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Deciphering the human genome to prevent leukemia

A year after setting up, the CNAG (National Centre for Genome Analysis) is the second most important DNA centre in Europe. It is located in Scientific Park of Barcelona and each day processes 100 Gigabytes of information, stored a 1.2 Petabyte supercomputer.

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09 February 2011 10:10 PM

by

ACN / Aleix Moldes

Barcelona (ACN) .- On April 24, 2003, after 13 years of intense research, scientists from the Human Genome Project completed the sequence of DNA. The project involved thousands of people and institutions from all around the world, hundreds of sequencing machines and the total expenditure rose to over 3,000 million dollars. Today in Barcelona, you can do the exact same thing, but in 24 hours, with just one machine, and for a cost of $ 10,000. The National Centre for Genome Analysis (CNAG) is one of the most important centres for molecular research in Europe. Just over a year ago, the centre was created in the Scientific Park of Barcelona and during that short time, it has already sequenced hundreds of different genomes.


Laboratory scientists prepared samples of DNA that are subsequently processed by fifteen genomic analyzers from the CNAG. \u201CWe are the second largest centre in Europe that operates in this field\u201D, explains Ivo Glynne Gut, the director of the centre and a great expert in genetics. Each machine is worth between 300,000 and 500,000 euros. Although the centre is only one year old, new models have been incorporated to adapt to rapid changes in the industry.

The main project of the CNAG is the sequencing of cancer cells of individuals to compare them with those that are not affected by the disease. \u201CThe aim is to achieve a more accurate diagnosis of chronic lymphocytic leukemia to find appropriate treatments\u201D, says Gut. In the future, research will be carried out, in other places and not just the Scientific Park of Barcelona to develop therapies to prevent cancer development. The project is part of an international program coordinated by the International Cancer Genome Consortium, in order to create a complete catalogue of all the alterations of the genome of 50 different types of tumours.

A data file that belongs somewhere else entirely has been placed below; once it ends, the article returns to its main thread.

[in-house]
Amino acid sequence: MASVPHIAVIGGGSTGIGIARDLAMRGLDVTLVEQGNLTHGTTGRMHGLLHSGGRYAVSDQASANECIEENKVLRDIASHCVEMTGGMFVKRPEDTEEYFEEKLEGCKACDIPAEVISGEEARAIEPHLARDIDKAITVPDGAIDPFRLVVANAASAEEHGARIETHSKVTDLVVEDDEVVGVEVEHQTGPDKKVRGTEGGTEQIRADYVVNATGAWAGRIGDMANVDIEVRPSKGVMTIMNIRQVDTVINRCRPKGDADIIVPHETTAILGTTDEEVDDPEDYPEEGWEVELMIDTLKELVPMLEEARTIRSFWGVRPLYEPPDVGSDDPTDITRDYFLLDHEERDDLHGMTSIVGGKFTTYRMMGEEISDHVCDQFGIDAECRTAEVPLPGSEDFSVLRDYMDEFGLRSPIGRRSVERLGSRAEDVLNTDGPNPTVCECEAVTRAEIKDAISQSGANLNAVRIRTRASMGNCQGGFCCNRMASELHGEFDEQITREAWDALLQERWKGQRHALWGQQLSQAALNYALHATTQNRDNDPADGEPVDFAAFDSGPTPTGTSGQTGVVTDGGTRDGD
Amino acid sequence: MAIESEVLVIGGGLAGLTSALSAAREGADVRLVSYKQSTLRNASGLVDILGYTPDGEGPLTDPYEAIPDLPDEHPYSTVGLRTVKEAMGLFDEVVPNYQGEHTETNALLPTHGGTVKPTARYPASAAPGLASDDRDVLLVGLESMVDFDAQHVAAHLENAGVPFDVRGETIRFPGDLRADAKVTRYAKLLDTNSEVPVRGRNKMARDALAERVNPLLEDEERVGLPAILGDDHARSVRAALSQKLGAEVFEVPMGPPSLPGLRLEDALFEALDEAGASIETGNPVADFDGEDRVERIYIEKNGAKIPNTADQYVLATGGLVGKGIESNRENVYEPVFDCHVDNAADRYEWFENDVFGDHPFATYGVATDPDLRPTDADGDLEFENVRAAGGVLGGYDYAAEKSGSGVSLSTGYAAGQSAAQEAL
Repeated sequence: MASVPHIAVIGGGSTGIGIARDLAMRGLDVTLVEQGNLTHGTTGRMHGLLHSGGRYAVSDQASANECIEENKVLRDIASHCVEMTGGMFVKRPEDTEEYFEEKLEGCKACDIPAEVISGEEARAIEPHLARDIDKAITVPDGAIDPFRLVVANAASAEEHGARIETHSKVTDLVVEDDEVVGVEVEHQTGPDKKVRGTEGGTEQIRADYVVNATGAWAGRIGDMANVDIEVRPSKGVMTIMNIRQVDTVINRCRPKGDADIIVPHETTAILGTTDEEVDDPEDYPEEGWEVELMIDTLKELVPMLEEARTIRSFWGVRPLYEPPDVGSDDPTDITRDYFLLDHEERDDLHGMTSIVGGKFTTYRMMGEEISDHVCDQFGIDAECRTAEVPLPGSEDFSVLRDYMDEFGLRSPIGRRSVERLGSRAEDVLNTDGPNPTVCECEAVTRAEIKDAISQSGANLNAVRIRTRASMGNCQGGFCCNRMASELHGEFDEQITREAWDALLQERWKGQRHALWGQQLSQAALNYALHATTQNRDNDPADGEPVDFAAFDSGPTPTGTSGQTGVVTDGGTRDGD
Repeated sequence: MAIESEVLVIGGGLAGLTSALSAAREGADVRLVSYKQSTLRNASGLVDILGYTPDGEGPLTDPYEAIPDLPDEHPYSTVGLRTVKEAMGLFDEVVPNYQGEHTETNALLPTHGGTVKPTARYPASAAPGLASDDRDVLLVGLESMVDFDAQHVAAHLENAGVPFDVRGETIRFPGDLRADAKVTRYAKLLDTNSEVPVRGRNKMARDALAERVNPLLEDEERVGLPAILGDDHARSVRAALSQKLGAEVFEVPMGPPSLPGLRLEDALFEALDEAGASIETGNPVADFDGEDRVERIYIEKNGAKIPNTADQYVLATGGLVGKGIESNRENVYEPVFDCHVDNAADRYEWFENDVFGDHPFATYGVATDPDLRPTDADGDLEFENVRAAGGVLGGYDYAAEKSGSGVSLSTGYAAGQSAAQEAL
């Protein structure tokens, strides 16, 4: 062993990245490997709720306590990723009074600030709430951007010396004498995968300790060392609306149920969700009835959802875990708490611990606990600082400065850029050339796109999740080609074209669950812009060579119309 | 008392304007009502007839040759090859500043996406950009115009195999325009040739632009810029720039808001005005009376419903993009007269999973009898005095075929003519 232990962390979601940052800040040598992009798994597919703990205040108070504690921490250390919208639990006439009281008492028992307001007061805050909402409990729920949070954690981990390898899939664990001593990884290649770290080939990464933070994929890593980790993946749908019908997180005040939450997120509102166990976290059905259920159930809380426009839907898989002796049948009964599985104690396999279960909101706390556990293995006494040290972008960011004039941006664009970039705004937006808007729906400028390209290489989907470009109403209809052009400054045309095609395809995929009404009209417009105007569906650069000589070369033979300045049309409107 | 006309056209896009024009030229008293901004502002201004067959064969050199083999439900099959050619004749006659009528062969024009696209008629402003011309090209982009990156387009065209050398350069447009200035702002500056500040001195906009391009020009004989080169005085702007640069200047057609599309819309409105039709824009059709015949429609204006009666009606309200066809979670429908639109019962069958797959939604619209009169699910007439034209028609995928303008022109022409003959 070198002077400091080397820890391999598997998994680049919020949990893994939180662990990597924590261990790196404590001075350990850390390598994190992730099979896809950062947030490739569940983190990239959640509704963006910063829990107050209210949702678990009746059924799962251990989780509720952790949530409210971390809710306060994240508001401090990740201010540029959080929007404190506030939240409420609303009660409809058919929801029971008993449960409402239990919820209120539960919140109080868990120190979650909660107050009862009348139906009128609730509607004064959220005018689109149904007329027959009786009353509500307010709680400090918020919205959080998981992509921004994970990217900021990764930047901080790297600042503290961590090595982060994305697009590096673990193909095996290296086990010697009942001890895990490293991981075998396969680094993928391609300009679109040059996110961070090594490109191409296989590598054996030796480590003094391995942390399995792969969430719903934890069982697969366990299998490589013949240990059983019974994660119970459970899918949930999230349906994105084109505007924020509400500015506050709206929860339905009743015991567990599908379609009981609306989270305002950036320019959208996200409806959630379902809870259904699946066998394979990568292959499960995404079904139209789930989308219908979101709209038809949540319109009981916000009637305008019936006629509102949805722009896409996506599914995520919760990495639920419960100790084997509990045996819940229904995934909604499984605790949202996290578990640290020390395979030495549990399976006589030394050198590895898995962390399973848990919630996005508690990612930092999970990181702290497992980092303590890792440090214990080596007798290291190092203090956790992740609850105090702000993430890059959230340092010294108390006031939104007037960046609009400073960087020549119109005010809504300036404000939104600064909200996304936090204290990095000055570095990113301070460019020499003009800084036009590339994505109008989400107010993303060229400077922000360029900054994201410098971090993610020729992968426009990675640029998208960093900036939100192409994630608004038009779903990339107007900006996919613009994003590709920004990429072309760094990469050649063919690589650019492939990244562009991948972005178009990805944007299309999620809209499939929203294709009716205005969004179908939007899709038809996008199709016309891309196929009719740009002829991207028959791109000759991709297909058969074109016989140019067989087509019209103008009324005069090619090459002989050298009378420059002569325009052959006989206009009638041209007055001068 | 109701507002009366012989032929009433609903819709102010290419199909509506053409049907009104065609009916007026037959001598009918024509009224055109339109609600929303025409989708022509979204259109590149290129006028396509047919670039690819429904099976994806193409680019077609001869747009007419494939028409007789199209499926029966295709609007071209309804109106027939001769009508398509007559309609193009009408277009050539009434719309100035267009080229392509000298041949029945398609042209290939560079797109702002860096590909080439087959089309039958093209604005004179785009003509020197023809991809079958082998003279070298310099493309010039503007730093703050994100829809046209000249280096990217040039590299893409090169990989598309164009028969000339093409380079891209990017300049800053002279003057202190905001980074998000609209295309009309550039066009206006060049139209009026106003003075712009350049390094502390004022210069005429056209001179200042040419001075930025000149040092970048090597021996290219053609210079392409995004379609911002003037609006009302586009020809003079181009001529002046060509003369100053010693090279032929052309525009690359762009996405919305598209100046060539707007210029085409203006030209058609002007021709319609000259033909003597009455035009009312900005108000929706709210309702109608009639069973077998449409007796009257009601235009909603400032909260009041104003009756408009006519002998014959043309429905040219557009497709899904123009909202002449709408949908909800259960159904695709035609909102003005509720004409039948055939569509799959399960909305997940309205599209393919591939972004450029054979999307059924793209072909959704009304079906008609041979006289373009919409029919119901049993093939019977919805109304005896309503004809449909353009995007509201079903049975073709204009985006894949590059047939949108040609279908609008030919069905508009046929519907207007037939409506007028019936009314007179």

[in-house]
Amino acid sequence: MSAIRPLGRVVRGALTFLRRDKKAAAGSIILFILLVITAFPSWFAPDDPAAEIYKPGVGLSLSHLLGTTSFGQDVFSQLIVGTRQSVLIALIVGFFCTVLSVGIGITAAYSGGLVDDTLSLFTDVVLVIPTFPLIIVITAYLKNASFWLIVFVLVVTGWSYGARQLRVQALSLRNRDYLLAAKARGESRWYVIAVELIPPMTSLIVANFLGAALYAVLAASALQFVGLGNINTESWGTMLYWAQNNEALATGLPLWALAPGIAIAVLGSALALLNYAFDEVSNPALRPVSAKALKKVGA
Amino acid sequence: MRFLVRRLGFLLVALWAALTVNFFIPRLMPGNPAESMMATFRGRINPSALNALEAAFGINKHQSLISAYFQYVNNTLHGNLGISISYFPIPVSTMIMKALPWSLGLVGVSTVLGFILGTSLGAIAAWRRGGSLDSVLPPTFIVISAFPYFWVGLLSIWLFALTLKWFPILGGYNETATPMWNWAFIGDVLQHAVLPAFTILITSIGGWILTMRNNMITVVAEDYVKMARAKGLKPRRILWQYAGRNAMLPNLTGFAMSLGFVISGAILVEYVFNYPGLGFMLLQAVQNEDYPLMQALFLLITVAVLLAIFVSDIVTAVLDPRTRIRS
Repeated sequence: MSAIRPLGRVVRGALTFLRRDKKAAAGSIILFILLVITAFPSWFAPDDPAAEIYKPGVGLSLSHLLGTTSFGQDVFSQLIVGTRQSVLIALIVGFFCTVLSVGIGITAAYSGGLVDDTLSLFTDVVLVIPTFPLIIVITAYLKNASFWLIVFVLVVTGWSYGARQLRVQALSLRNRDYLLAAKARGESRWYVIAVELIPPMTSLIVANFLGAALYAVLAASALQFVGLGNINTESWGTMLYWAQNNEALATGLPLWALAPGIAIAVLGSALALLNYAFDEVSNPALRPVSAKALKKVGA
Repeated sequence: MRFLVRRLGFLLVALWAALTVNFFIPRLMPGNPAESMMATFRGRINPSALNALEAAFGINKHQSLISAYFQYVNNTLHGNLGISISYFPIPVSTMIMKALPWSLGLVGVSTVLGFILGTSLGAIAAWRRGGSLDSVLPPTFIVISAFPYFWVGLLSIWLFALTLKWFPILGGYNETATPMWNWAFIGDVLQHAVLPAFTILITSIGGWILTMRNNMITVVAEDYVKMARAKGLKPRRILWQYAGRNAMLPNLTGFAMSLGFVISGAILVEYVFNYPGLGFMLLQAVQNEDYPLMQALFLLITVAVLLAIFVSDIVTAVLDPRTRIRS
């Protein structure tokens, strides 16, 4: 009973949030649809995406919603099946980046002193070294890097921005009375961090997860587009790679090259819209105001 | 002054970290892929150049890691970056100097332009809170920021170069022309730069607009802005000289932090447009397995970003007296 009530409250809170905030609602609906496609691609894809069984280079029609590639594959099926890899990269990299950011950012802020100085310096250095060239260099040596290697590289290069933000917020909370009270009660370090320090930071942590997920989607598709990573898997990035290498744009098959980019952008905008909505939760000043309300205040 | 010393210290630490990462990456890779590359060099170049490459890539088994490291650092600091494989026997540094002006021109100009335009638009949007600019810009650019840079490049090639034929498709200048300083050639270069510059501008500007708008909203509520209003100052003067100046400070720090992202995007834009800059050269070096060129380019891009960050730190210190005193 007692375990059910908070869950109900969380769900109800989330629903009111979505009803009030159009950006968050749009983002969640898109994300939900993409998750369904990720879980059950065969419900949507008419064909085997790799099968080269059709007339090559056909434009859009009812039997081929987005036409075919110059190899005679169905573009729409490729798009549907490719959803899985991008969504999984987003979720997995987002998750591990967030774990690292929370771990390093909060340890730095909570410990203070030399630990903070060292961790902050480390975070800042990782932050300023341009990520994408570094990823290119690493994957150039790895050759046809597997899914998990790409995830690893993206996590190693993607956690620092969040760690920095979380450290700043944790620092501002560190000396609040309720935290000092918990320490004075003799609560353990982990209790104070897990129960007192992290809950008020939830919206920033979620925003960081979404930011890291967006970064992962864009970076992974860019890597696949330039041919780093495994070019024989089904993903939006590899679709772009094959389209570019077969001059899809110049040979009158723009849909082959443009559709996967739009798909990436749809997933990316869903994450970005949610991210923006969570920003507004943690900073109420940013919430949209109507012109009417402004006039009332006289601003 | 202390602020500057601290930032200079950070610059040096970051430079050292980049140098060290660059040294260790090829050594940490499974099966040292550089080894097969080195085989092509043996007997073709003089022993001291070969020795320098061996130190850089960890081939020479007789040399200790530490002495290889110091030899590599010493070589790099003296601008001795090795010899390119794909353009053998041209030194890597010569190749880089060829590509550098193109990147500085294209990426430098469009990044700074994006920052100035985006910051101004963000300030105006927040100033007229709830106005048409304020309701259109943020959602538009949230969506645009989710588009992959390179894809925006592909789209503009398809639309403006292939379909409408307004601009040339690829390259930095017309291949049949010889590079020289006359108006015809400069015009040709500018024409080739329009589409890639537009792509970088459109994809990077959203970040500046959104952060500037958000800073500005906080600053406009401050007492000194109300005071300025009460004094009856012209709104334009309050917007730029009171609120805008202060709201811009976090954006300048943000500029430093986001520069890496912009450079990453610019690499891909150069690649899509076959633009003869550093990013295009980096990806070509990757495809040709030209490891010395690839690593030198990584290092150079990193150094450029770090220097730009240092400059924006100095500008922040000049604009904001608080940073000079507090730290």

Thanks to powerful microscopes with high definition that each machine have, each day 100 Gigabases of information is processed and stored in a supercomputer with a capacity of 1.2 Petabytes (approximately 2,000 times the capacity of a normal computer). The capacity of the centre has attracted many researchers that are working on other projects and even farmers interested in improving crops' genome treatment. No matter what, whether it is a person or a melon, the technology is the same.

\u201CCatalonia has made a significant leap in research\u201D

\u201CThe investment in research over the last 10 years in Catalonia shows that the country has taken a very important step\u201D, that is what the director of the CNAG says. According to Gut, \u201Chigh technology\u201D which Barcelona has and \u201Cgood\u201D students create \u201Cperfect conditions\u201D to create a \u201Cstarting point\u201D. The economic crisis will be an enemy that will have to be beaten. The government cutbacks threatened some research projects. For Gut, research is not the \u201Cright place\u201D to save money, \u201Cif we calculate the cost of disease, many people probably would pay more to improve the quality of life\u201D, he says.

The CNAG opened in September 2009, although its activity did not begin at full capacity until February 2010. It is funded equally by the Catalan Government (15 million) and the Spanish Government for the period 2009-2012.

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  • Deciphering the human genome to prevent leukemia (by A. Moldes)

  • Deciphering the human genome to prevent leukemia (by A. Moldes)